5 Ways to Find a Mentor (That Don’t Feel Totally Awkward)
All you’re looking for is a bit of career guidance—aka a special someone who can spew wisdom and advice as you map out your path to world domination a promotion/raise/career change. But finding a mentor can be tough. Here, five totally natural ways to seek one out.
JOIN A PROFESSIONAL ORGANIZATION
A quick Google search (“networking group” + “data scientists” + “Boston”) is all it takes to access a range of professional groups that exist in the city or town you live. Bite the bullet and go solo to a happy hour or panel discussion, then make it a goal to swap business cards with one or two new faces in the room. Sure, you’ll have to weed through the masses to find someone you click with ( and who has a career trajectory you admire), but sooner or later a potential match is bound to pop up.
BUT DON’T PUT A TOTAL STRANGER ON THE SPOT
Sure, you just introduced yourself to Cathy who has a big-deal tech job and—in your opinion—would be a dream as a mentor. Still, hold back until you’ve had a chance to court her a bit. Flat out asking her to be your mentor on the spot can come across as pushy or, worse, desperate. A better plan of attack: Follow up with her after the networking event with a simple email and coffee-meeting request. (Mentorship 101: You don’t always have to say the words “Will you be my mentor?”)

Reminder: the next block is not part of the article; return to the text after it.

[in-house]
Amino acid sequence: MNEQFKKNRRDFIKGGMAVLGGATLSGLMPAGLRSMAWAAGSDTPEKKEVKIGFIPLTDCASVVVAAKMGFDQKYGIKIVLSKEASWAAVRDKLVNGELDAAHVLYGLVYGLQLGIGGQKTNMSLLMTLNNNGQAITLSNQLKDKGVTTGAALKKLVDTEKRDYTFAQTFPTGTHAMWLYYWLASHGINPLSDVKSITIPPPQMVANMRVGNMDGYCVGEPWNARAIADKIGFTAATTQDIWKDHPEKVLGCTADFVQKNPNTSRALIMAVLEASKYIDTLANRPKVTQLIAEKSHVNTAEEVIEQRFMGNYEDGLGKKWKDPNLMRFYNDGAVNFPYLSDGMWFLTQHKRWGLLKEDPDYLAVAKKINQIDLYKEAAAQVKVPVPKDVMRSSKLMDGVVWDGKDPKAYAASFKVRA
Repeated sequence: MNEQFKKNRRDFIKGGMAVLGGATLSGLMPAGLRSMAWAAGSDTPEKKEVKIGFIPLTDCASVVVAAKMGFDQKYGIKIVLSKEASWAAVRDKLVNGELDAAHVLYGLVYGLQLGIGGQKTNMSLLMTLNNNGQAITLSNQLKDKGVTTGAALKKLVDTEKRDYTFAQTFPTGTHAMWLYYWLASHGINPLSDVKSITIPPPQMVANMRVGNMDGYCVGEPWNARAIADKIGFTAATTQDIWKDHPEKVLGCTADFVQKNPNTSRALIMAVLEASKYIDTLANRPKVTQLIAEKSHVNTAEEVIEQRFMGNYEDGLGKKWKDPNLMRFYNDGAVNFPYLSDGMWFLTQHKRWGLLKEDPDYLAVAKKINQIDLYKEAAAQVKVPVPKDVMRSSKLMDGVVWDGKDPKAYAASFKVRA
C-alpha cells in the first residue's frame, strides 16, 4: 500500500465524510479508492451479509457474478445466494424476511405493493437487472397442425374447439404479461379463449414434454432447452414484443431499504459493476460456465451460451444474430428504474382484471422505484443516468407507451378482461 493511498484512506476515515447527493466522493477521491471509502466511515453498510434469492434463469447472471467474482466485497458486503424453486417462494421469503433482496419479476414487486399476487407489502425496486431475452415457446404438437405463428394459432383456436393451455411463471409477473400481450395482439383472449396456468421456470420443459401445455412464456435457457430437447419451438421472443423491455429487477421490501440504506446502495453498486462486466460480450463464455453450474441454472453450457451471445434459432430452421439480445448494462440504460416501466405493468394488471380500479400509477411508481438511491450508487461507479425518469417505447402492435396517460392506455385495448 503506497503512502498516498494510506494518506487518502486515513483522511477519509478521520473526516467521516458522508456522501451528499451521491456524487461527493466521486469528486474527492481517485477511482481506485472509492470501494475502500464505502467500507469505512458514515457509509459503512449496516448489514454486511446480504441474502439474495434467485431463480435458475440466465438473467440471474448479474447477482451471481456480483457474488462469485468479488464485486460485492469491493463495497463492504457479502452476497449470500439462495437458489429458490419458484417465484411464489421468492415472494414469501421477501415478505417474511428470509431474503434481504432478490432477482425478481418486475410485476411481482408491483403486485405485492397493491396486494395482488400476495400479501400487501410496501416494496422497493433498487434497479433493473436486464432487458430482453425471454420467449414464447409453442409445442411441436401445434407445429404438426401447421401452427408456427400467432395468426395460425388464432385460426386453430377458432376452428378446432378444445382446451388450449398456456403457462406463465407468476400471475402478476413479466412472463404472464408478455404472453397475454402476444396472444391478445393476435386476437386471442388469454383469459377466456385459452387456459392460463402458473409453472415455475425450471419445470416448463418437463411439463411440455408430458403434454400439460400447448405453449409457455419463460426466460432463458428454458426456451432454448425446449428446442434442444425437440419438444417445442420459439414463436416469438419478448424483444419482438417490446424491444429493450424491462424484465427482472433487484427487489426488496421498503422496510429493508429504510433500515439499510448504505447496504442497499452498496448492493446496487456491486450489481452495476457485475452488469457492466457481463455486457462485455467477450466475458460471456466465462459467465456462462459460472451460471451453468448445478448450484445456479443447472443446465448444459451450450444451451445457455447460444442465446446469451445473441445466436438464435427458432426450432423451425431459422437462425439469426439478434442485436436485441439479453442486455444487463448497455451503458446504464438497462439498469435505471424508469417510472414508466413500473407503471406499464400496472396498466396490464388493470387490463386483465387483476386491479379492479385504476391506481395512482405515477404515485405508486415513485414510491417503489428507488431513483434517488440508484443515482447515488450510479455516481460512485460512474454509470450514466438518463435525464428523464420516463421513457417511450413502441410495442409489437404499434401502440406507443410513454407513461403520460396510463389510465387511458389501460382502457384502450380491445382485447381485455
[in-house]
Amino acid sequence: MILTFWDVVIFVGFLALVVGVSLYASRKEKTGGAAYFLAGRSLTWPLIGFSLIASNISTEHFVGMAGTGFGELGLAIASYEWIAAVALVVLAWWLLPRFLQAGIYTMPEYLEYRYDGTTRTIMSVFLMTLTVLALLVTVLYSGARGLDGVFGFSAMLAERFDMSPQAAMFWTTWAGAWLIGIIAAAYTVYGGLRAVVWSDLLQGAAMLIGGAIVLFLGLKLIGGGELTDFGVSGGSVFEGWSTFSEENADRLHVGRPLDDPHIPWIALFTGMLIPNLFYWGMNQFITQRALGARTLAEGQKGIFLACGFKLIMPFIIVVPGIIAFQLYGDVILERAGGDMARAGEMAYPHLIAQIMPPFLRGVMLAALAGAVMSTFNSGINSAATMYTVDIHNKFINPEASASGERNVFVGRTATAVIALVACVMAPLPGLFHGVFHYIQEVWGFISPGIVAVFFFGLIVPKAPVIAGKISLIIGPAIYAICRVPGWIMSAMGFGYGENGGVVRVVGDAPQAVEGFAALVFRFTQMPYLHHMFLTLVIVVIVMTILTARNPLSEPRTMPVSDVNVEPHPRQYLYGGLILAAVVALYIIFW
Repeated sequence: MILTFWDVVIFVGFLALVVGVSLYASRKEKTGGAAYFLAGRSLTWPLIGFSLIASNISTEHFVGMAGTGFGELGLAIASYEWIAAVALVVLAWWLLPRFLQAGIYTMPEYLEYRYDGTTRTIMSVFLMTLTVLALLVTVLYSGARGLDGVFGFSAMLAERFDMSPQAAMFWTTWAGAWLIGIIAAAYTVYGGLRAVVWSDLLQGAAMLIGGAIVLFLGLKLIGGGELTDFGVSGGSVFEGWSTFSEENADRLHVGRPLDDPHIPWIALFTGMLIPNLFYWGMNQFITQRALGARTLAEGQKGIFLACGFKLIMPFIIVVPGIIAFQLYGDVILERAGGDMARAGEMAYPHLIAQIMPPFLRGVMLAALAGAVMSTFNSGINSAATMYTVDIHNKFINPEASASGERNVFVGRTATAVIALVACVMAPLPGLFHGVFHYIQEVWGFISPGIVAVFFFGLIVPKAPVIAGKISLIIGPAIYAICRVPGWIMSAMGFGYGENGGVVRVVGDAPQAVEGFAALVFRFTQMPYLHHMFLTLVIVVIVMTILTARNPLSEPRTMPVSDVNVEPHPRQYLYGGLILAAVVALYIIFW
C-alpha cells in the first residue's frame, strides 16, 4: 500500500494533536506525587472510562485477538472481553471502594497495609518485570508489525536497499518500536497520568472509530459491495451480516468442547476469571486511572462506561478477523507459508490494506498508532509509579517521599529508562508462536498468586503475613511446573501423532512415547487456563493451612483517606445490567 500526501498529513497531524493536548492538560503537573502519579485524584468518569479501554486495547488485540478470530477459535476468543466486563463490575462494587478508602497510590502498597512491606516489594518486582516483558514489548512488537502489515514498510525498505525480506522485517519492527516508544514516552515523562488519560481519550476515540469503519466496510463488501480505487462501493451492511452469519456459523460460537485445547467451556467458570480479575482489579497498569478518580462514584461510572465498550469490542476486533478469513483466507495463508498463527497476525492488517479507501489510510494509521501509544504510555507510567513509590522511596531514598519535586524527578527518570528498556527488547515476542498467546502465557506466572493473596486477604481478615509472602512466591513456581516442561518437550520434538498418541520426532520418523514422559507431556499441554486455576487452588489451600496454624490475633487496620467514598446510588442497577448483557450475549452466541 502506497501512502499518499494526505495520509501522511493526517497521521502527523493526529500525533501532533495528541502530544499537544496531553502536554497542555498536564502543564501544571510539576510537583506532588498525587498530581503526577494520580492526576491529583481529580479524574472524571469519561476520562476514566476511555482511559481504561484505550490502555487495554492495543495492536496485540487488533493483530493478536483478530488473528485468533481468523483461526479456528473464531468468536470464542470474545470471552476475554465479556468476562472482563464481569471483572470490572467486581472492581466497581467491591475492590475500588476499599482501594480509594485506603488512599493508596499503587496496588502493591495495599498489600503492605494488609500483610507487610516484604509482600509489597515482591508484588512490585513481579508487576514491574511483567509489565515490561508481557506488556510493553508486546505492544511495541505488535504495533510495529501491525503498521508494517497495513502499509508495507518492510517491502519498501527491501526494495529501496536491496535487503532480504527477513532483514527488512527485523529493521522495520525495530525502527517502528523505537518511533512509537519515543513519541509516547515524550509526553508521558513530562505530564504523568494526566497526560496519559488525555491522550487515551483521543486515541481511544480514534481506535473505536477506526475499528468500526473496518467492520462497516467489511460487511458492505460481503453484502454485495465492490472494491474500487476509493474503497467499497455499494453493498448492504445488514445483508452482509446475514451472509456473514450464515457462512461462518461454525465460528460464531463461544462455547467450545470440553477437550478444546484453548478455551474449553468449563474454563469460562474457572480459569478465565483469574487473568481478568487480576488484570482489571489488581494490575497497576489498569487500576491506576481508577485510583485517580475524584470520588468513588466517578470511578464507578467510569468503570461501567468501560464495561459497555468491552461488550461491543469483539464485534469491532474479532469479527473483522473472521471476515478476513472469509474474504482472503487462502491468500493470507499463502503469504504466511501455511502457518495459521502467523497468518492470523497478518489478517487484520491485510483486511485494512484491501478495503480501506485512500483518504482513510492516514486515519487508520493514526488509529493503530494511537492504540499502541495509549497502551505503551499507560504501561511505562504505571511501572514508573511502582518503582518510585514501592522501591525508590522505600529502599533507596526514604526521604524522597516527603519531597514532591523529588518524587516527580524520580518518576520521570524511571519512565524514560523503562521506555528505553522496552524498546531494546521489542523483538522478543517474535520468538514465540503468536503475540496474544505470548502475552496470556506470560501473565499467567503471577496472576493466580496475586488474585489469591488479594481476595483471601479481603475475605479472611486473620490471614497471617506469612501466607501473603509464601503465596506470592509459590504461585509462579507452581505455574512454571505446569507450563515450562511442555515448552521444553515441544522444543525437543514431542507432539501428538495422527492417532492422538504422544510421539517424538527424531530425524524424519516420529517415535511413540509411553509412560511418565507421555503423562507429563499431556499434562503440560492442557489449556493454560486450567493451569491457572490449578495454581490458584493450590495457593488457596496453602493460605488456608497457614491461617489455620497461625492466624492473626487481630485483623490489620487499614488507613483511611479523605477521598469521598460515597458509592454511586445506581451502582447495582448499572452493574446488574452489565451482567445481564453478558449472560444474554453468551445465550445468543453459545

FOCUS ON THE PERSON, NOT THE POSITION
We get it: Cathy is a head honcho, and you just scored her business card. Nice work! But if she’s so busy, she never responds to a single email or is pretty brusque with her career advice, she may not have the time (or nurturing attitude) to champion your professional future. Don’t get us wrong: You should definitely seek out a mentor with a stellar résumé and quality expertise to share—just be sure she’s available to meet up and that you feel a conversation spark.
DON’T FORGET ABOUT YOUR COLLEAGUES
Yep, it can feel icky to discuss your future career plans at work, but don’t discount a coworker-turned-confidante that you can go to, not just for help navigating tricky work situations, but to bat career-related ideas back and forth. (Hey, it’s all about the cone of silence.) On the flip side, you also shouldn’t discount the mentor potential of colleagues past and future. For example, your first boss or a coworker who recently moved on whose work you always admired.
REMEMBER, A MENTOR ISN’T ALWAYS YOUR CLONE
You don’t have to share a job title to find a mentor that’s right for you. Again, it’s more about connecting with someone who’s experienced career success and is willing to take a vested interest in yours. Because think about it: Navigating office politics and conversations about promotions can be pretty standard from field to field. Don’t write someone off just because her résumé isn’t a replica of yours.